Rundgren, meanwhile, became an in-house producer and engineer for former Bob Dylan manager Albert Grossman’s fledgling studio and label, Bearsville Records. Around the same time, Rundgren formed a band called Runt. In reality, Runt was little more than a front for his burgeoning solo career. He played all of the instruments except drums and bass, which were usually handled by brothers Hunt and Tony Sales. Runt – either Runt’s first album or Rundgren’s first solo album, depending on your point of view – was released on Ampex Records in the fall of 1970. The album slowly earned an audience, with the single “We Gotta Get You a Woman” climbing into the Top 20 in early 1971. His modest success was enough to convince Grossman to sign Rundgren to a long-term contract with Bearsville. Apart from a re-release of Runt, the first Rundgren album to appear on Bearsville was Runt’s final record, The Ballad of Todd Rundgren, a record that was reminiscent of such melodic singer/songwriter peers as Carole King and Laura Nyro, yet it had a subtly bizarre sensibility and quirky sense of humor that gave it a distinctive character.
As he pursued his solo career, Rundgren quickly earned a reputation as a talented producer/engineer. His first production was for American Dream, but he quickly graduated to the big leagues thanks to his association with Grossman. In 1970, he engineered the Band’s Stage Fright and Jesse Winchester’s acclaimed eponymous debut. These two productions set the stage for Rundgren to take the production seat that George Harrison left vacant; the result was Badfinger’s Straight Up, which gave him a huge hit with “Baby Blue.”
It wasn’t long until Rundgren had a huge hit of his own. He abandoned the Runt concept before beginning his third album, deciding to record the entire record himself. The result was Something/Anything?, a double-album set that cemented Rundgren’s reputation as a near-genius producer and gifted songwriter. Apart from the fourth side, which was constructed as a tongue-in-cheek operetta about a bar band, he played every instrument, sang every part, and produced the entire album. Hailed in the rock press as some sort of masterpiece upon its early 1972 release, it also won Rundgren a wide audience. The King tribute “I Saw the Light” reached number 16, and while its follow-up (the terrific power pop classic “Couldn’t I Just Tell You”) stiffed, the third single, a superior re-recording of the Nazz’s semi-hit “Hello, It’s Me,” climbed all the way to number five. In all, Something/Anything? reached number 29 and went gold, spending nearly a full year on the charts.
Stardom was handed to him with Something/Anything?, but Rundgren rejected it. He would later state that he had mastered pop songcraft and had no interest to simply repeat himself through endless recyclings of “I Saw the Light” or “Hello It’s Me.” That’s certainly not what he delivered with A Wizard, a True Star, his 1973 follow-up to Something/Anything?. A weird sonic collage encompassing everything from psychedelia and Philly soul to Disney show tunes and vaudeville, the record may not have been an intentional move to shed his mainstream audience, but that was the ultimate effect.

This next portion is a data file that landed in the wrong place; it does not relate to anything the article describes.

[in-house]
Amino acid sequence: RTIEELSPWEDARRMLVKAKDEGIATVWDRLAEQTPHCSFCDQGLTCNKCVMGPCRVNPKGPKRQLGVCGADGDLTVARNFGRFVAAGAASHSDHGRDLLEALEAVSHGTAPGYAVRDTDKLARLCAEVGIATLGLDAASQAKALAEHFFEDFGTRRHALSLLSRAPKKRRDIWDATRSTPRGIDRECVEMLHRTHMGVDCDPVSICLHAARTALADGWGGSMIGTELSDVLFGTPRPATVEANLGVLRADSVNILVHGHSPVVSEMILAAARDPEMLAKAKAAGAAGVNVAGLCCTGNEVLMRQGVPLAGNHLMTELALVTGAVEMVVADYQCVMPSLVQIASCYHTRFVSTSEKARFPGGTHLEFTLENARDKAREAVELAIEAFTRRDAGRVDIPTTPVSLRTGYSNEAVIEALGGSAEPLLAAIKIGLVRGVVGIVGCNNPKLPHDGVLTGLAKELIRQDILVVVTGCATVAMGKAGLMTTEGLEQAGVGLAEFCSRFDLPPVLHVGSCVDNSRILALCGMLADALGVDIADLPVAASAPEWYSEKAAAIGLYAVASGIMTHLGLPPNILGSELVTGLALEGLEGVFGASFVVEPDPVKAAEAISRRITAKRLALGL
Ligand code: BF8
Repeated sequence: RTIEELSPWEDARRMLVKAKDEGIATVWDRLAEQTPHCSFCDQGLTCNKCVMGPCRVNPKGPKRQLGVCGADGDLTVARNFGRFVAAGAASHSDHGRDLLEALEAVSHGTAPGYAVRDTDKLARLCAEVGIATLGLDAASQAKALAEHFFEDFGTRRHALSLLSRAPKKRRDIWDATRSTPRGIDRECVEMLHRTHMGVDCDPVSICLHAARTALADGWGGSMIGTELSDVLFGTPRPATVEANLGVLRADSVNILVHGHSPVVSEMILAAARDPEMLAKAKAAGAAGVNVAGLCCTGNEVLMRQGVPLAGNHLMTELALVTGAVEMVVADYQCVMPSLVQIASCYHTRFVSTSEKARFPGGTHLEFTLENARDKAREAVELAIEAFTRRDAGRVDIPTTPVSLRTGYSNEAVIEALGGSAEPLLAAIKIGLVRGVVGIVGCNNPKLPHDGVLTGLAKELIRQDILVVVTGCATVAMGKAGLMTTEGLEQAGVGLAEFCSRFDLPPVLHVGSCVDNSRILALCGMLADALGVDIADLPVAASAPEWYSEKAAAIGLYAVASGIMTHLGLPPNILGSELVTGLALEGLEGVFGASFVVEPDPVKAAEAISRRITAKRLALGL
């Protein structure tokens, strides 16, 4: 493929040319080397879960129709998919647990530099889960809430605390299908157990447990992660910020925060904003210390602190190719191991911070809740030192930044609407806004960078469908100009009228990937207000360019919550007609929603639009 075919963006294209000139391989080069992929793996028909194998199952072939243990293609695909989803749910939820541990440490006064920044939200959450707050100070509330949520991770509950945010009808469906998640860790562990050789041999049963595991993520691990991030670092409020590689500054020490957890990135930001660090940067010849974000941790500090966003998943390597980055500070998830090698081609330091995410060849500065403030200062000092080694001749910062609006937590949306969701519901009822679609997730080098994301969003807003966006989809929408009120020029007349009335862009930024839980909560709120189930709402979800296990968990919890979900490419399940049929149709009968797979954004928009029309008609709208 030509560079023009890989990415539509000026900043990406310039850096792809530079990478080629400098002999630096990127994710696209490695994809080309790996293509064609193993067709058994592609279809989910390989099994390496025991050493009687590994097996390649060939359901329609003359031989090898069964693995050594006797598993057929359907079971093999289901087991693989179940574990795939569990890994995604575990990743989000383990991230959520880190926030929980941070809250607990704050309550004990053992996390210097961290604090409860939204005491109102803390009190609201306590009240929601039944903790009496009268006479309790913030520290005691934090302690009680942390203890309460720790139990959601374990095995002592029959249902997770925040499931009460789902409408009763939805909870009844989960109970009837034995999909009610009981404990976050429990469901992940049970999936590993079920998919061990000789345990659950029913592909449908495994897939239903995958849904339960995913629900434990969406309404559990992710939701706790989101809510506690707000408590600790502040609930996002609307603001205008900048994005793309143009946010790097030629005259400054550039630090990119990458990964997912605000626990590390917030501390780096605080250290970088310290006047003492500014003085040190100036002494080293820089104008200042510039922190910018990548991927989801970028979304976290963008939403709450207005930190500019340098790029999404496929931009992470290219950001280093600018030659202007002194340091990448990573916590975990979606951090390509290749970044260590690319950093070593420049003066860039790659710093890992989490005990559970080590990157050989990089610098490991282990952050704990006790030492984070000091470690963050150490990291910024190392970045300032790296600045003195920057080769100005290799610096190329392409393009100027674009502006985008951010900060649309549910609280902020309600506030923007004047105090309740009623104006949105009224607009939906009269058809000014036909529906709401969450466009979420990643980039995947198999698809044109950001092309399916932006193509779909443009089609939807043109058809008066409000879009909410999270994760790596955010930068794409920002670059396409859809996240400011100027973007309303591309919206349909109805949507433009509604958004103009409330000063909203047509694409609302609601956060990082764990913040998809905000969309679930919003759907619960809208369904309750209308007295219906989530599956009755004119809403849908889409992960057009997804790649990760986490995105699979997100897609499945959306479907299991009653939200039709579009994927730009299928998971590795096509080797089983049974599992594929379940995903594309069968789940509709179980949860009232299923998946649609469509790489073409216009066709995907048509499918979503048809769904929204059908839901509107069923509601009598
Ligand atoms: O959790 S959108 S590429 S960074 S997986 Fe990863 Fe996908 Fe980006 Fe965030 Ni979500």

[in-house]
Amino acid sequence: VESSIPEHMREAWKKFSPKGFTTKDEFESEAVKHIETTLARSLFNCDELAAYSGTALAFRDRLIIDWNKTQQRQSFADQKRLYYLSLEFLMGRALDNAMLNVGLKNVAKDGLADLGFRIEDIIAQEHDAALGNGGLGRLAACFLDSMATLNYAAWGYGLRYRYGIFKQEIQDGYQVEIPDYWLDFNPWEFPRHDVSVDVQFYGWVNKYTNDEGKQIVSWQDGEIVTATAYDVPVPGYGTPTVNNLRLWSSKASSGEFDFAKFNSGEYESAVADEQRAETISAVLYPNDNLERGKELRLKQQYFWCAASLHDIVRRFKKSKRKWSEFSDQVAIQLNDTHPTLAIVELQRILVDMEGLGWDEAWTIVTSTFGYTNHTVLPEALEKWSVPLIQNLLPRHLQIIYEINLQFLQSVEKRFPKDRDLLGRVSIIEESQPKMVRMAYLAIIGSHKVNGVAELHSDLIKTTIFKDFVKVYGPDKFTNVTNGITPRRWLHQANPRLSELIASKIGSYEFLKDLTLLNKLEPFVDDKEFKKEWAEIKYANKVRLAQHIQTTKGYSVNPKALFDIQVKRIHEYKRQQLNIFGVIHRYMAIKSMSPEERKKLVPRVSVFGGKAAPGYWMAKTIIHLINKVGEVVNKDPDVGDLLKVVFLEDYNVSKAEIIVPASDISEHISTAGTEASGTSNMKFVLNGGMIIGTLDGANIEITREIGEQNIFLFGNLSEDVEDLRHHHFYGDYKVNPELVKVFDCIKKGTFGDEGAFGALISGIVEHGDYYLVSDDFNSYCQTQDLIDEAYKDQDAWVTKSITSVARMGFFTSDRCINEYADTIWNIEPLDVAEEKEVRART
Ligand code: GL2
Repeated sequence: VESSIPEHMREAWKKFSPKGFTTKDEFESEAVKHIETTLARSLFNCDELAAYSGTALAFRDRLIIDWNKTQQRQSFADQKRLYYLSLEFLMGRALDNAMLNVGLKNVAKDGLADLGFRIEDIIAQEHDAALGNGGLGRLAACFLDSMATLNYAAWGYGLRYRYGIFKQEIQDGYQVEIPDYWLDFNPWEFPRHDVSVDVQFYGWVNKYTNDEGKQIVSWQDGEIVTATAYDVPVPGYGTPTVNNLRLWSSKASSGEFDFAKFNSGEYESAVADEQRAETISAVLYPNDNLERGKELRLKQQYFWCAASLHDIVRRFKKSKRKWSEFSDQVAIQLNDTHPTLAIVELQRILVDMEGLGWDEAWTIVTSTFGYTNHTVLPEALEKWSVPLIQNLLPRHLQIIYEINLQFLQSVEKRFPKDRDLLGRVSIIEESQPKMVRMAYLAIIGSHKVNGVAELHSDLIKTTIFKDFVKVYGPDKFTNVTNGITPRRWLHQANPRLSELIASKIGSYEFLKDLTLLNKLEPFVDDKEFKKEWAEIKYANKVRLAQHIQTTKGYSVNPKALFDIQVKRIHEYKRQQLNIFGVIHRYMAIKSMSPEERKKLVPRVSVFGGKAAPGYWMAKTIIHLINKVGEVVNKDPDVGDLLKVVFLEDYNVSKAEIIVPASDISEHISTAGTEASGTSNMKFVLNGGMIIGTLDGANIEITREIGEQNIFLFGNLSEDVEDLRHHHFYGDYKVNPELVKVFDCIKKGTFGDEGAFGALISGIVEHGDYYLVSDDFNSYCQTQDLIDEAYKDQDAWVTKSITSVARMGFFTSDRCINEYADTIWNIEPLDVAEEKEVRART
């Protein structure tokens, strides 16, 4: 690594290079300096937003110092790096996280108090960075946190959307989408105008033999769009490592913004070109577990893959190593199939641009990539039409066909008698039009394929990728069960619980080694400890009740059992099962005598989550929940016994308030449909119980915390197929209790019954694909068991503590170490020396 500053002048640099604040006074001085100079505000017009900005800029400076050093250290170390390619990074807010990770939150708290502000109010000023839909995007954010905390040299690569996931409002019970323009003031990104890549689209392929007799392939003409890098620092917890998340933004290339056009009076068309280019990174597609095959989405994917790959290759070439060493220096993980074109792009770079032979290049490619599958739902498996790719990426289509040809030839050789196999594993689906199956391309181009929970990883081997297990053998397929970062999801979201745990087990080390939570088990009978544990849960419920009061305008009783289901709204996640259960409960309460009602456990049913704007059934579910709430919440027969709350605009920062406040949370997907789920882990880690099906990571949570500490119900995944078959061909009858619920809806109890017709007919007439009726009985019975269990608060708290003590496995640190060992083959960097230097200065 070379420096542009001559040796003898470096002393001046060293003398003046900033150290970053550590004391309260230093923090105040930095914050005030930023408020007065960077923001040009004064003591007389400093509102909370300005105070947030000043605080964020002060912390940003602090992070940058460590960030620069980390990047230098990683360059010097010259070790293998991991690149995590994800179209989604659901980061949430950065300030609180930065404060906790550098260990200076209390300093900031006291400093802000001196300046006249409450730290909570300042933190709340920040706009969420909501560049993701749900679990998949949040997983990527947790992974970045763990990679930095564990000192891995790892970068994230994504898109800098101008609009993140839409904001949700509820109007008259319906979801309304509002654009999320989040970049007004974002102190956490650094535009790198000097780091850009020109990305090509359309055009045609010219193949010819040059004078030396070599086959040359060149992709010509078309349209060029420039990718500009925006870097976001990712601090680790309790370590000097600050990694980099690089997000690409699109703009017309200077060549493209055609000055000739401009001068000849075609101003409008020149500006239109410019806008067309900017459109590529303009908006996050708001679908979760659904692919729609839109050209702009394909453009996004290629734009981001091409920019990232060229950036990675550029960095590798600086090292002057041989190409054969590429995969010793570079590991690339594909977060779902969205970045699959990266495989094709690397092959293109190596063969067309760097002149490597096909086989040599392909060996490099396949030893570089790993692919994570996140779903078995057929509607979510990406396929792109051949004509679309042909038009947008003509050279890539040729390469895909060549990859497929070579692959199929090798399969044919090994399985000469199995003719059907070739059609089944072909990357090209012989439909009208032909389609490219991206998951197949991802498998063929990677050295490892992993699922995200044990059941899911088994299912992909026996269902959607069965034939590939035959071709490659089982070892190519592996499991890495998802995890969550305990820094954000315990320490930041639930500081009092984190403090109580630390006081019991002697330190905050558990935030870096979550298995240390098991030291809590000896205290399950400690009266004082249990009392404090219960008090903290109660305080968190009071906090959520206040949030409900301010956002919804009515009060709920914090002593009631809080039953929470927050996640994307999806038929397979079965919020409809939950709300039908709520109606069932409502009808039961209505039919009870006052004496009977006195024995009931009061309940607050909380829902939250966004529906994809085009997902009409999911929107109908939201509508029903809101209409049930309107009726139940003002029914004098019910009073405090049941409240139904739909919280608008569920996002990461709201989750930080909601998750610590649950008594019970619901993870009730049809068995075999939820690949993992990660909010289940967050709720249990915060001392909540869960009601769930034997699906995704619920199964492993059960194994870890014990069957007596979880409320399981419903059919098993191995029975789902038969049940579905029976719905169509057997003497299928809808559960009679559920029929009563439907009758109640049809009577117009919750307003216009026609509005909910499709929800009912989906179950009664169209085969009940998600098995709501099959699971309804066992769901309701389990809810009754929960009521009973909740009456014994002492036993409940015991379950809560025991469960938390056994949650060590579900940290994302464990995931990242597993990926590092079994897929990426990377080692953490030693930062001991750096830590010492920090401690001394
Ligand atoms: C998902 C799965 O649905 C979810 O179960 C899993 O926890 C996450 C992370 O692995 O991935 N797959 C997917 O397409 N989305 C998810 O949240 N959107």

As the legions of listeners who loved “Hello, It’s Me” departed, Rundgren’s cult following – the fans who did consider him “A Wizard, a True Star” – intensified. Rundgren played the role to the hilt, dyeing his hair in a rainbow of colors and turning in extravagant concert performances. His appearance may have flirted with glam or glitter, but his music was getting increasingly progressive. His next album, 1974’s Todd, may have had the occasional full-fledged pop song, such as the near-hit “A Dream Goes on Forever,” but it had more than its share of lengthy experimental instrumentals. This was the direction he decided to pursue and he decided he needed a full-fledged band to help him continue in the progressive direction. And so Utopia was born. Initially, the group consisted of three keyboardists (Moogy Klingman, Ralph Shuckett, and Roger “M. Frog” Powell), a bassist (John Siegler), a percussionist (Kevin Elliman), and a drummer (John “Willie” Wilcox). Balancing Utopia with his solo career, Rundgren became one of the most prolific artists of the decade. Released just months after Todd, Todd Rundgren’s Utopia consisted of only four tracks, all of which were mainly instrumental, none of which were less than ten minutes. Rundgren continued in that direction on his next solo album, Initiation, which was released in the spring of 1975. Its radio-play hit, “Real Man,” became one of his concert staples, but the true heart of the album lay in the half-hour-long synth experiment devoted to the second side. Mere months later, Utopia released Another Live, a wild live album devoted to long synth-driven instrumentals. Another Live proved to be the culmination of the synth experiments and, in some ways, the stretch of willfully difficult records Rundgren made during the mid-’70s. He kicked off the year with Faithful, an album that split into original pop material and re-creations of ’60s chestnuts from the Yardbirds, Bob Dylan, the Beatles, Jimi Hendrix, and the Beach Boys. His resurrection of “Good Vibrations” brought him his first Top 40 hit in three years. That year, he also revamped Utopia, stripping away two of the keyboardists (Klingman and Shuckett), as Elliman and Siegler left. Kasim Sulton joined as the new bassist. Although the new Utopia’s first album, Ra, was a prog-rock album by any measure, it was less overtly experimental and heavier than before. Ra was released early in February 1977 and was followed seven months later by Oops, Wrong Planet, a record that found the quartet abandoning progressive music for streamlined pop-rock, with a mainstream hard rock bent.